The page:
The High Court, Accra, Human Rights Division presided over by His Lordship Anthony K. Yeboah J.A, in The Commissioner, CHRAJ & 2 Ors Vrs Ghana National Fire Service & Attorney-General, declared that Regulation 33(6) of the Conditions of Services of the Ghana National Fire Service (GNFS)which required employees of the GNFS who were women to defer pregnancies until three years after their employment to avoid dismissal, is discriminatory and in effect, unjustifiable, illegitimate and illegal.
The court thus ordered that the 2ndand 3rdApplicants who had been dismissed from the GNFS for becoming pregnant within the first three years of their employment pursuant to regulation 33(6) of the Conditions of Service, be reinstated to the employment of GNFS without prejudice to any benefits that accrued to them during the period of dismissal. The court further made an order for payment of all arrears of their salaries and benefits that accrued to them during the period of dismissal as well as compensation in the sum of GHS 50, 000 each to the 2ndand 3rdApplicant for the trauma and inevitable inconvenience of the wrongful dismissal.
The Court made reference to, inter alia, international human rights jurisprudence including ICCPR and CEDAW to assist the court to arrive at its conclusion. The Court, however, noted the court reached out to international human right jurisprudence only because the principles contained therein may usefully guide the court’s decision and not because such jurisprudence contains rules that bind the court’s decisions. According to the court, such jurisprudence will assist the court to adopt parameters and tests that may help the court to determine the existence of discrimination and the structure of what may amount to reasonable justification for discrimination.
The court was of the view that the ICCPRand CEDAW have provisions which proscribe discrimination. Additionally, under article 17 of the Constitution, 1992, both “equality before the law” and“protection from discrimination”are assured as fundamental human rights or freedoms with the impugned grounds for discrimination set out in the Article as “race, place of origin, political opinions, colour, gender, occupation, religion or creed”. In sum, both under international law and our constitutional law, the right to non-discrimination or freedom from discrimination generally and, particularly, on the ground of gender is acknowledged and protected. Interference with this right must, therefore, be justified, objective and legitimate.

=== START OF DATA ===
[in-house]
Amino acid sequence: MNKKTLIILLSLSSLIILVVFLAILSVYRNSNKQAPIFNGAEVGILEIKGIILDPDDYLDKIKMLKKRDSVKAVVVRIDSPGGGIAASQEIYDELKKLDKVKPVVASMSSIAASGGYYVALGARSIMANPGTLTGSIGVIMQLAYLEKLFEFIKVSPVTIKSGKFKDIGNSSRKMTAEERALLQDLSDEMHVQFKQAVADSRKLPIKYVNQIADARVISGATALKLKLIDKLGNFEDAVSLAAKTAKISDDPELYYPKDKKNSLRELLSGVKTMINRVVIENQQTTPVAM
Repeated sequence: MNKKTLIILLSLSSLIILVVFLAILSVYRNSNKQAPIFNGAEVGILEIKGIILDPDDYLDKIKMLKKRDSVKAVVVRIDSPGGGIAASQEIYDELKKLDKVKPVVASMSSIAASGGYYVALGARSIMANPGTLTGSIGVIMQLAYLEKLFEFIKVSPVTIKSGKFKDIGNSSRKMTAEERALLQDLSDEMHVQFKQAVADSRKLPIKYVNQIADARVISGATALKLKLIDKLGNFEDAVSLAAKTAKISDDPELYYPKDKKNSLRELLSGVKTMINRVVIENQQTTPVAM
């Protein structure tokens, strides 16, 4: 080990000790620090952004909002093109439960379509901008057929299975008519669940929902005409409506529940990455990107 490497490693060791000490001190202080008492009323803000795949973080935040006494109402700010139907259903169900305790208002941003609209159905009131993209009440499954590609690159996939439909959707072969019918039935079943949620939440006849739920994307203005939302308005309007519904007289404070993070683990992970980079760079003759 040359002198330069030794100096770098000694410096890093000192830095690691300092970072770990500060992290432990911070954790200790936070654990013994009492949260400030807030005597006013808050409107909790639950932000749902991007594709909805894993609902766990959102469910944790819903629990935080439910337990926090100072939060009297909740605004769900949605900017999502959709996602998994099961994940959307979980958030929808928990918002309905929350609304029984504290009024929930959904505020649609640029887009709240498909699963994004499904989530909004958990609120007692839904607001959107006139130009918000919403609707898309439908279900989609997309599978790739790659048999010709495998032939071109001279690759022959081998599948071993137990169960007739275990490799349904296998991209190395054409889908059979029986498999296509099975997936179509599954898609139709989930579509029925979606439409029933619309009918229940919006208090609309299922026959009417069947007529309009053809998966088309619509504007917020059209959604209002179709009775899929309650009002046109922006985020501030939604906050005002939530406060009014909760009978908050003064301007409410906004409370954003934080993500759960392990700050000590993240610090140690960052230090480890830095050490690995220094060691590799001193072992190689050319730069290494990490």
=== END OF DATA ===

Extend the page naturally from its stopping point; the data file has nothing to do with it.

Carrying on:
The Court found that (1) the 2ndand 3rdApplicants are women who are protected under article 17 of the Constitution, 1992. They are not to be discriminated against on the ground of their gender or sex. The right to family includes their right to be pregnant and they are entitled to the right to choose when to become pregnant. The court was further of the view that the women have been subjected to adverse treatment as unlike their male counterparts, the 2ndand 3rdApplicants are to suffer dismissal from employment if they become pregnant three years into their employment. Regulation 33(6) adversely affects their marriage and sex life during the first three years of employment and the reason for the adverse treatment can only be on account of their gender.
The court thus rejected the argument of the GNFS that the condition of female employees’ bodies may not be conducive for vigorous physical training necessary in the first three years of employment if they become pregnant. According to the court, the differential or adverse treatment given to the women by the GNFS is neither reasonably justified nor legitimate as dismissal cannot be plausibly said to be for the protection of the woman employee.
Regulation 33(6) of the Conditions of Services of the Ghana National Fire Service (GNFS)“A female employee shall not be dismissed on the ground that she is pregnant provided she has served the first three years.”